Information From Same-Race/Ethnicity Experts Online Does Not Increase Vaccine Interest or Intention to Vaccinate

Shana Kushner Gadarian, Sara Wallace Goodman, Jamila Michener, Brendan Nyhan, Thomas B. Pepinsky

Research output: Contribution to journalArticlepeer-review

7 Scopus citations


Policy Points Mass vaccination is essential for bringing the COVID-19 pandemic to a close, yet substantial disparities remain between whites and racial and ethnic minorities within the United States. Online messaging campaigns featuring expert endorsements are a low-cost way to increase vaccine awareness among minoritized populations, yet the efficacy of same-race/ethnicity expert messaging in increasing uptake remains unknown. Our preregistered analysis of an online vaccine endorsement campaign, which randomly varied the racial/ethnic identity of the expert, revealed no evidence that information from same race/ethnicity experts affected vaccine interest or the intention to vaccinate. Our results do not rule out the possibility that other low-cost endorsement campaigns may be more effective in increasing vaccine uptake, but do suggest that public health campaigns might profitably focus on issues of access and convenience when targeting minoritized populations in the United States. Context: The COVID-19 pandemic in the United States has been unequally experienced across racial and ethnic groups. Mass vaccination is the most effective way to bring the pandemic to an end and to manage its public health consequences. But the racialization of public health delivery in the United States has produced a sizable racial/ethnic gap in vaccination rates. Closing this gap in vaccine uptake is therefore essential to ending the pandemic. Methods: We conducted a preregistered, well-powered (N = 2,117) between-subjects survey experiment, fielded March 24 to April 5, 2021, in which participants from YouGov's online panel—including oversamples of Black (n = 471), Hispanic/Latino/a (n = 430), and Asian American (n = 319) participants—were randomly assigned to see COVID-19 vaccine information endorsed by same- or different-race/ethnicity experts or to a control condition. We then measured respondents’ vaccination intentions, intention to encourage others to get vaccinated, and interest in learning more information and sharing information with others. Findings: Same-race/ethnicity expert endorsements had no measurable effect on nonwhite or white respondents’ willingness to get the COVID-19 vaccine, to encourage others to get the vaccine, or to learn more or share information with others. Conclusions: Our study provides empirical evidence suggesting online endorsements from same-race/ethnicity experts do not increase vaccine interest, advocacy, or uptake, though same-race/ethnicity endorsements may be effective in other venues or mediums.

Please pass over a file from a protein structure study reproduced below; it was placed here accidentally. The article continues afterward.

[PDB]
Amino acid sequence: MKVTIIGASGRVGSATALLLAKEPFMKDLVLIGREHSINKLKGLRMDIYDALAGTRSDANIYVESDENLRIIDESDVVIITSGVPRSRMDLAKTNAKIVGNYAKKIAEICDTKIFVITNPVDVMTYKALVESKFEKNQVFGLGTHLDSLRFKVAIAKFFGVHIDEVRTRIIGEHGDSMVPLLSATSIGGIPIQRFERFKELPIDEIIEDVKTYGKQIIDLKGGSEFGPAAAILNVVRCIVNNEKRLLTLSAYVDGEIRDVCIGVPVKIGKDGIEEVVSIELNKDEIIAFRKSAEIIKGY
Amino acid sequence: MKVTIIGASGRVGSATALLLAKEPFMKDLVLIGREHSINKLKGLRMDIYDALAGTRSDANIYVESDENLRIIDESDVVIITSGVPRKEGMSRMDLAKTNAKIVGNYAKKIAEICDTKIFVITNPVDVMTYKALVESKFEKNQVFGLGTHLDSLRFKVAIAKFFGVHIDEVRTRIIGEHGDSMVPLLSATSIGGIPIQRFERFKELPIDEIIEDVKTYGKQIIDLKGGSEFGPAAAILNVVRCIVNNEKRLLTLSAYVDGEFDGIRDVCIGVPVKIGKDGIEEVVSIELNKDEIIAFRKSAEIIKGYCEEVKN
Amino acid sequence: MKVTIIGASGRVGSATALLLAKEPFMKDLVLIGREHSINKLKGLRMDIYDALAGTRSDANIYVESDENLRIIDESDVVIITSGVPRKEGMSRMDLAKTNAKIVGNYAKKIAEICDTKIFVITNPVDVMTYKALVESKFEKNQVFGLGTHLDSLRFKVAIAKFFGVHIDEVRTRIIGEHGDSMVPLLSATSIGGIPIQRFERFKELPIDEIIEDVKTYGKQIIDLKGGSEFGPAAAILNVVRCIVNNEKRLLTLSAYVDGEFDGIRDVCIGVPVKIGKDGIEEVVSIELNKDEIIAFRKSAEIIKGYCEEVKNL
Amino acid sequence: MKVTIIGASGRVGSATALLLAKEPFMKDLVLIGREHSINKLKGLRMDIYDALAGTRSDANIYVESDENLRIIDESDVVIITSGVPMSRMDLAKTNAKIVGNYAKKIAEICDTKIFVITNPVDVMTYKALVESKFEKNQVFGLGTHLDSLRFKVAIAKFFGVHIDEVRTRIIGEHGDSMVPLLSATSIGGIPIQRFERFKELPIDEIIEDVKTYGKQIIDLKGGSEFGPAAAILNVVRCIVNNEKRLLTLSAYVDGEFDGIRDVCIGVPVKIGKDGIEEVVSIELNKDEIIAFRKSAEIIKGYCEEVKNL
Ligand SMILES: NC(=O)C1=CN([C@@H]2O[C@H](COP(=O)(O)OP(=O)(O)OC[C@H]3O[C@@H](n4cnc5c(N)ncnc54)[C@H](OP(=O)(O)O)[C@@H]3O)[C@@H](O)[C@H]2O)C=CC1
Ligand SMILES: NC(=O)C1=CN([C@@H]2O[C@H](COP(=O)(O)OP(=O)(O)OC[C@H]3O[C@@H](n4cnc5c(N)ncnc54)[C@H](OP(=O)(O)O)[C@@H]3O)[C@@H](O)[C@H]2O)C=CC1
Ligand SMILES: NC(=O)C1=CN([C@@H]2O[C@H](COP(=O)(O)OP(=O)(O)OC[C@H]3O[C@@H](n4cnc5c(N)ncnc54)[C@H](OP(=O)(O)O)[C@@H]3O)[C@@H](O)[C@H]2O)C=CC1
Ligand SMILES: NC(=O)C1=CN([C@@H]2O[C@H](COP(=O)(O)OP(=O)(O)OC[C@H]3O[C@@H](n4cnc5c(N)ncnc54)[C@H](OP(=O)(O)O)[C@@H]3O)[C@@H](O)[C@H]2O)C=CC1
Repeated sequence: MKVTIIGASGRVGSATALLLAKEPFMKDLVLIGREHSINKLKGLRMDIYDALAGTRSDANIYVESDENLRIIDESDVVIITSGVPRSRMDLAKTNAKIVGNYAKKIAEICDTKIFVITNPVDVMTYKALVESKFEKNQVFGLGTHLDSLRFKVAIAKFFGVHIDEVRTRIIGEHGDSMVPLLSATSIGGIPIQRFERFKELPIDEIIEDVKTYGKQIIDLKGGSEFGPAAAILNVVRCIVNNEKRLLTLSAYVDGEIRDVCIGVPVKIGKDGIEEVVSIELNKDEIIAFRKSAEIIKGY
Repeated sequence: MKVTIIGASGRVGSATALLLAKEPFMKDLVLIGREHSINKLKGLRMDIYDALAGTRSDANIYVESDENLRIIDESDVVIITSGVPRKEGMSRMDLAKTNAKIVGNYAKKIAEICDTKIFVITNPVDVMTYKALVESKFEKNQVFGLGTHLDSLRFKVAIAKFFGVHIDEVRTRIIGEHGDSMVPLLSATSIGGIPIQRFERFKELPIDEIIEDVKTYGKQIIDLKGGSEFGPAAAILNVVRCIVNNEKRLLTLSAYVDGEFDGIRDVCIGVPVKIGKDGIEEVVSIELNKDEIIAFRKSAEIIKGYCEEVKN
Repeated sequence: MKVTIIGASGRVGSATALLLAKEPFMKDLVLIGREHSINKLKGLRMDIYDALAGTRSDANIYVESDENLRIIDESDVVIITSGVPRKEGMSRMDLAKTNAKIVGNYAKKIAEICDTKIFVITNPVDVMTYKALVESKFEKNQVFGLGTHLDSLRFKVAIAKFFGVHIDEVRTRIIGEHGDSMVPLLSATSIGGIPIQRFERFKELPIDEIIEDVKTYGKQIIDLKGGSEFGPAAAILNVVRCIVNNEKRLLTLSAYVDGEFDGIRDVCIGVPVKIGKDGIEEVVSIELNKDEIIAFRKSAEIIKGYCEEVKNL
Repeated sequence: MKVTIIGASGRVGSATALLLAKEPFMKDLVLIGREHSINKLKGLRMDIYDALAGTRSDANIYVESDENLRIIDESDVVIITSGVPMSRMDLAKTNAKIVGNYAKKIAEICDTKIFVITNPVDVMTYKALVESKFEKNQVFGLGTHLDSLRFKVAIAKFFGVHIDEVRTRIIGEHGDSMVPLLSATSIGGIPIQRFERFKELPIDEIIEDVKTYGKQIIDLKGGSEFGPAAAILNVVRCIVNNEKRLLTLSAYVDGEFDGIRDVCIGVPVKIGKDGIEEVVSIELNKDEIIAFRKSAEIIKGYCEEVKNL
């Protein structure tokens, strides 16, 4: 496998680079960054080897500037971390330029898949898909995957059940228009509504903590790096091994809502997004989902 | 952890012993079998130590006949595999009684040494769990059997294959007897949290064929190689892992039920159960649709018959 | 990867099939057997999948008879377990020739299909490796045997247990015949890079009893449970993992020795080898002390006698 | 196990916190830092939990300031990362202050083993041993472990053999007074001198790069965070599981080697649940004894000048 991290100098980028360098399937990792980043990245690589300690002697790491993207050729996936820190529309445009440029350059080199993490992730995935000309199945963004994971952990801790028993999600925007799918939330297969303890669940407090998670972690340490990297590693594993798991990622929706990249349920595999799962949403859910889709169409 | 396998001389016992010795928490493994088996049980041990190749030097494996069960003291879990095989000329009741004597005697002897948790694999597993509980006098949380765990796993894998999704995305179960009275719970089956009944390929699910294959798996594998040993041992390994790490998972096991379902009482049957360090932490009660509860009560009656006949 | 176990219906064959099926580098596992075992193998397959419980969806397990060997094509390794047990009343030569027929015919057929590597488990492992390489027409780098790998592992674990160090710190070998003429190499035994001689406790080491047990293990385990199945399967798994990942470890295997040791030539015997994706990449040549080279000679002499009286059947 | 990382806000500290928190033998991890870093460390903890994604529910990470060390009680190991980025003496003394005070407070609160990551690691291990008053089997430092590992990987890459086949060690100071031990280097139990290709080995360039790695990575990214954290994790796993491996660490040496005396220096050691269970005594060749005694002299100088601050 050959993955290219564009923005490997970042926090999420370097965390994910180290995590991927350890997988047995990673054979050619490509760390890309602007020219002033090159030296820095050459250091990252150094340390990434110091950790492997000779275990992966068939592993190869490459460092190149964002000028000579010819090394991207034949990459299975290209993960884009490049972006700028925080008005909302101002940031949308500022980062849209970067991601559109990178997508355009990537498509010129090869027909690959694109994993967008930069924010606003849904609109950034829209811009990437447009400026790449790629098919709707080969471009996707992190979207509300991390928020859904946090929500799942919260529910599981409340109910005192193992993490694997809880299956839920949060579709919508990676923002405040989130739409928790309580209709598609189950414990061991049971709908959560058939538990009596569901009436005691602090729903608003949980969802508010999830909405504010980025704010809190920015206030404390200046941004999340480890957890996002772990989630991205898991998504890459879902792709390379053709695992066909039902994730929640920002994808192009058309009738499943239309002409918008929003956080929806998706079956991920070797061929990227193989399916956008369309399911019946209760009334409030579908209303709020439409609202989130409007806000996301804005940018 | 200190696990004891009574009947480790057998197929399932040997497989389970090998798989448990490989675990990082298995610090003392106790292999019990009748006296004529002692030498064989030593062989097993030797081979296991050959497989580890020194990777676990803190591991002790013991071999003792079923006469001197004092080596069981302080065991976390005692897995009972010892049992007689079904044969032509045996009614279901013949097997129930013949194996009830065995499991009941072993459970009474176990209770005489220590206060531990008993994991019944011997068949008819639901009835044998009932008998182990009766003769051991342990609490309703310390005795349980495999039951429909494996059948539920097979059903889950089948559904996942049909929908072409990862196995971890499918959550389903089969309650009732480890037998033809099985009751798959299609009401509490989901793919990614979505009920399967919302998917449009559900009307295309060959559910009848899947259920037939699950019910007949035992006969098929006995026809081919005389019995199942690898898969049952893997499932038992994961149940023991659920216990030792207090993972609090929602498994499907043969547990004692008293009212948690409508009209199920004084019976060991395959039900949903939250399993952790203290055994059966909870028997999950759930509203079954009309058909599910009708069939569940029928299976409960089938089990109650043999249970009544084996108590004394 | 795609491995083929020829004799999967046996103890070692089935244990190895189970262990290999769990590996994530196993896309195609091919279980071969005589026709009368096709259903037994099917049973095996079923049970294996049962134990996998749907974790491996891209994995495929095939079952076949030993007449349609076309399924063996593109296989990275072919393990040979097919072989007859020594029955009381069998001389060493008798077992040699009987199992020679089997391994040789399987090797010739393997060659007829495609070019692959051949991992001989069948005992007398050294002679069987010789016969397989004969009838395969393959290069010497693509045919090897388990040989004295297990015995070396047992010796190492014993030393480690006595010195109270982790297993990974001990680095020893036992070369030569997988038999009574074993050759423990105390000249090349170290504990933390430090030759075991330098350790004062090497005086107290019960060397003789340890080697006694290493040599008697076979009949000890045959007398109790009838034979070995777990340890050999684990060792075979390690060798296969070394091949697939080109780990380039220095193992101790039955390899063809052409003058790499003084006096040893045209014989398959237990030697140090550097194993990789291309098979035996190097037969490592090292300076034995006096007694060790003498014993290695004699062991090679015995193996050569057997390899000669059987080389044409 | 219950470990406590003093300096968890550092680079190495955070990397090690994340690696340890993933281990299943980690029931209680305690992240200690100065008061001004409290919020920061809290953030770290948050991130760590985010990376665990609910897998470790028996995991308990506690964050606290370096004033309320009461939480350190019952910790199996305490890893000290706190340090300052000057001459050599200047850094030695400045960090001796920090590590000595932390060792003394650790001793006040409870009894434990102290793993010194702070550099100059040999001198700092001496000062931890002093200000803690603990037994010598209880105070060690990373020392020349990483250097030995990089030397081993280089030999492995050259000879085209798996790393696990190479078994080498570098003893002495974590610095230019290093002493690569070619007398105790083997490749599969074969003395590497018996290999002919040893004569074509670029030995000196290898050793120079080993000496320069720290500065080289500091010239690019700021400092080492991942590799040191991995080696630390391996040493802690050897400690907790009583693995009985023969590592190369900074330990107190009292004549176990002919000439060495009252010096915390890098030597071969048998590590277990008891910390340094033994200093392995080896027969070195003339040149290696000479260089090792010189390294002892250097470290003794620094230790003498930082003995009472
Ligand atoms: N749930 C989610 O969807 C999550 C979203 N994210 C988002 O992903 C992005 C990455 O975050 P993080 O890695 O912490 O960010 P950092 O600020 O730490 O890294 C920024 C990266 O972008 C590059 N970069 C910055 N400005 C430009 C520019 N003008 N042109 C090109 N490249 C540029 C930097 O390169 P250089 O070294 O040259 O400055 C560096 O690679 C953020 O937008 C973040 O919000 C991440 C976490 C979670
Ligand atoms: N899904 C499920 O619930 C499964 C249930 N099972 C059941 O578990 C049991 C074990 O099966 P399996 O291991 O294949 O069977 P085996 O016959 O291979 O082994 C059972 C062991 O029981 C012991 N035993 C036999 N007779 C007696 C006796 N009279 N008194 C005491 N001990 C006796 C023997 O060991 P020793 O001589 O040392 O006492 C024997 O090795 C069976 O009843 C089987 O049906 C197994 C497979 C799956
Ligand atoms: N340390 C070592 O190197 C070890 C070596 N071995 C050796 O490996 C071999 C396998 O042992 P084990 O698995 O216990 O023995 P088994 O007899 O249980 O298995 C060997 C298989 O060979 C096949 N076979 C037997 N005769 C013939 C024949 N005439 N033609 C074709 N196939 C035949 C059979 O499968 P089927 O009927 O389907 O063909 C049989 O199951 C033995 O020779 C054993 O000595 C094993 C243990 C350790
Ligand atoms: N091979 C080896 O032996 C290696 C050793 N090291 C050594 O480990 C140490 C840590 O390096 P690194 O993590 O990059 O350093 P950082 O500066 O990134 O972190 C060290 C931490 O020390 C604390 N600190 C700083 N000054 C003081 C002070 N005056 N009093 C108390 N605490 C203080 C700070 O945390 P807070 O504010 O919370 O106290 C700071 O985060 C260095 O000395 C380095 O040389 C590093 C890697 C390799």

Original languageEnglish (US)
Pages (from-to)492-503
Number of pages12
JournalMilbank Quarterly
Issue number2
StatePublished - Jun 2022


  • COVID-19
  • coronavirus
  • ethnicity
  • expert messaging
  • race
  • vaccination
  • vaccine hesitancy

ASJC Scopus subject areas

  • Health Policy
  • Public Health, Environmental and Occupational Health


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